Can I Have a Holiday?

holiday entitlementUnder the 1998 Working Time Regulations every UK worker is currently entitled a period of paid annual leave. If you are a manager then it is your responsibility to ensure that this can happen without the work output of the rest of your team or department suffering. Without holidays your people can become stale and less effective.

It is important that you know the statutory entitlements. Currently this is 5.6 weeks per year for all UK employees working full time. If you work this out it is 28 days for an employee who works five days a week. The annual entitlement of 5.6 weeks can include the (usually) eight UK bank holidays.

Annual leave entitlement for an employee who works part time is determined on a pro-rata basis in comparison to a full time worker, but an employee who usually works 6 days a week does not automatically get annual leave in excess of these 28 days.

If a new employee starts work at any other time except the start of the business year, then they will only be entitled to annual leave for that particular year in proportion with the period of the year that is left.

Annual leave is accrued at the rate of 1/12th of the total yearly entitlement per calendar month. During an employee’s first year of employment the amount of annual leave that they can take at any time is limited to the amount that they have accrued at the time they want to take it minus any they have already taken.

Annual leave starts to accrue from the beginning of the employment contract and continues to accrue throughout its duration. This means that even employees working their notice period will continue to accumulate their annual leave entitlement.

If an employee is away from work, for example for periods of maternity, paternity, adoption or shared parental leave, then they still accrue holiday entitlement during these absences.

Employees also accrue leave during periods of sickness. This was established by European case law and means that an employee who has is absent for an entire year because of an illness maintains their right to that year’s annual leave.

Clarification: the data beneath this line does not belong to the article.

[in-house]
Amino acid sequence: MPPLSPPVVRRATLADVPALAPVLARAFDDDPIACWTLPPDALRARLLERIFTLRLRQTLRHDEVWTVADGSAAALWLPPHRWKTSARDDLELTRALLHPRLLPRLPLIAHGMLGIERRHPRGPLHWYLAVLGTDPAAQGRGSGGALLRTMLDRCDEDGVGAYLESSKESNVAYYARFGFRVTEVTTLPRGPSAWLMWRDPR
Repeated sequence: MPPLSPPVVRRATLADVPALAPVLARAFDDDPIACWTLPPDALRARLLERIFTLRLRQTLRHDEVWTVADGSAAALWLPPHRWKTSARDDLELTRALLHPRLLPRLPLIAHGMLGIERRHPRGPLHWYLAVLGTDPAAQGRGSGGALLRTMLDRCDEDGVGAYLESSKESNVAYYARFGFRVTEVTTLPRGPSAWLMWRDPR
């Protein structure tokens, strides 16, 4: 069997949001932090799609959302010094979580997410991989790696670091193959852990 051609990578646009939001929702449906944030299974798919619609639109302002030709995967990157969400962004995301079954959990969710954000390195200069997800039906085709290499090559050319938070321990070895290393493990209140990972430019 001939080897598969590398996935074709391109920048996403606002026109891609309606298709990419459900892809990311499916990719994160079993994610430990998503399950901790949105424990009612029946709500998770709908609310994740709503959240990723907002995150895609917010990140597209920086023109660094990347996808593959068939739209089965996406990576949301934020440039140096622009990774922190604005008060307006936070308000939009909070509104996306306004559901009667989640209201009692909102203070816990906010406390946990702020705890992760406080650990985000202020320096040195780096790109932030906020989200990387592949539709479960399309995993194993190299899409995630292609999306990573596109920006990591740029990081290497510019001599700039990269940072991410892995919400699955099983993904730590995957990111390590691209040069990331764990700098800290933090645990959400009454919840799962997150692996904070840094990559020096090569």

A common question from many managers is can my employees carry over their annual leave?

In law every employee must take at least four weeks of statutory leave during the year but, based on their employer’s discretion, they may be able to carry over any remaining holidays in excess of the 4 weeks.

There are, however, very specific rules on carrying over annual leave to subsequent leave years which in effect prevents an employee from building up several weeks of annual leave where they have been off sick for a number of years.

In certain planned absence situations, such as a sabbatical, the employer and employee can jointly agree that the employee’s annual leave will not continue to accrue during the absence. In these situations the employee’s annual leave entitlement is reduced proportionately according to the duration of time they spend away from work.

If an employee leaves the company without having taken all of their accrued annual leave at the point they leave, then they are entitled to payment in lieu of holiday. The opposite can also occur – where an employee leaves having taken more than their accrued holiday entitlement. In these cases their contract may provide for the recovery of the additional pay they have received.

This information is correct at the time of writing, but employment law is complex and constantly changing. Despite this it is important that every manager has at least a basic understanding of their employee’s holiday rights.